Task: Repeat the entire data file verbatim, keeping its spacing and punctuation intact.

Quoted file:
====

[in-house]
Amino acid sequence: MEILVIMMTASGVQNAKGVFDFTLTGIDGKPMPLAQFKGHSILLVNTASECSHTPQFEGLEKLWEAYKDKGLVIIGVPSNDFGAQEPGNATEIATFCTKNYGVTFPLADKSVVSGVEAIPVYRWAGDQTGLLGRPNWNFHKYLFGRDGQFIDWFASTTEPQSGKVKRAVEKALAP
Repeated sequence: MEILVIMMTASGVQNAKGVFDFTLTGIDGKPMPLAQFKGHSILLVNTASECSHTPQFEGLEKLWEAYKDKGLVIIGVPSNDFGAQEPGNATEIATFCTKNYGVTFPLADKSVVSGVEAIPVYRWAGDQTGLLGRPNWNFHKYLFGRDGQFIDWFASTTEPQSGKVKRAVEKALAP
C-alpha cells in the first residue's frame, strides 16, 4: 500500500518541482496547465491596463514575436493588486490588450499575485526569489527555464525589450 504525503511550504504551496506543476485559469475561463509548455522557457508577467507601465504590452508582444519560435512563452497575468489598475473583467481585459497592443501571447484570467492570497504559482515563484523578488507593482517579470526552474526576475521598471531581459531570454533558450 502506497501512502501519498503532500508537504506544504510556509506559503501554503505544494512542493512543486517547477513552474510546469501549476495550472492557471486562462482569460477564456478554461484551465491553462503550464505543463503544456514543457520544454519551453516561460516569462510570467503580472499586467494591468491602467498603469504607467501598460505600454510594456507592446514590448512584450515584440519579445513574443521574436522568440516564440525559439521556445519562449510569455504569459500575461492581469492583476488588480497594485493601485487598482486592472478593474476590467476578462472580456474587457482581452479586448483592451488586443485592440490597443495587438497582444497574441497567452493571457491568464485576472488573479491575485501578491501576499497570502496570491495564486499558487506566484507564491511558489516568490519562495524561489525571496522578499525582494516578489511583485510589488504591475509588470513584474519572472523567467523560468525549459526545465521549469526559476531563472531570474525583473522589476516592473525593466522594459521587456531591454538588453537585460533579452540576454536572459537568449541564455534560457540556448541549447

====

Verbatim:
[in-house]
Amino acid sequence: MEILVIMMTASGVQNAKGVFDFTLTGIDGKPMPLAQFKGHSILLVNTASECSHTPQFEGLEKLWEAYKDKGLVIIGVPSNDFGAQEPGNATEIATFCTKNYGVTFPLADKSVVSGVEAIPVYRWAGDQTGLLGRPNWNFHKYLFGRDGQFIDWFASTTEPQSGKVKRAVEKALAP
Repeated sequence: MEILVIMMTASGVQNAKGVFDFTLTGIDGKPMPLAQFKGHSILLVNTASECSHTPQFEGLEKLWEAYKDKGLVIIGVPSNDFGAQEPGNATEIATFCTKNYGVTFPLADKSVVSGVEAIPVYRWAGDQTGLLGRPNWNFHKYLFGRDGQFIDWFASTTEPQSGKVKRAVEKALAP
C-alpha cells in the first residue's frame, strides 16, 4: 500500500518541482496547465491596463514575436493588486490588450499575485526569489527555464525589450 504525503511550504504551496506543476485559469475561463509548455522557457508577467507601465504590452508582444519560435512563452497575468489598475473583467481585459497592443501571447484570467492570497504559482515563484523578488507593482517579470526552474526576475521598471531581459531570454533558450 502506497501512502501519498503532500508537504506544504510556509506559503501554503505544494512542493512543486517547477513552474510546469501549476495550472492557471486562462482569460477564456478554461484551465491553462503550464505543463503544456514543457520544454519551453516561460516569462510570467503580472499586467494591468491602467498603469504607467501598460505600454510594456507592446514590448512584450515584440519579445513574443521574436522568440516564440525559439521556445519562449510569455504569459500575461492581469492583476488588480497594485493601485487598482486592472478593474476590467476578462472580456474587457482581452479586448483592451488586443485592440490597443495587438497582444497574441497567452493571457491568464485576472488573479491575485501578491501576499497570502496570491495564486499558487506566484507564491511558489516568490519562495524561489525571496522578499525582494516578489511583485510589488504591475509588470513584474519572472523567467523560468525549459526545465521549469526559476531563472531570474525583473522589476516592473525593466522594459521587456531591454538588453537585460533579452540576454536572459537568449541564455534560457540556448541549447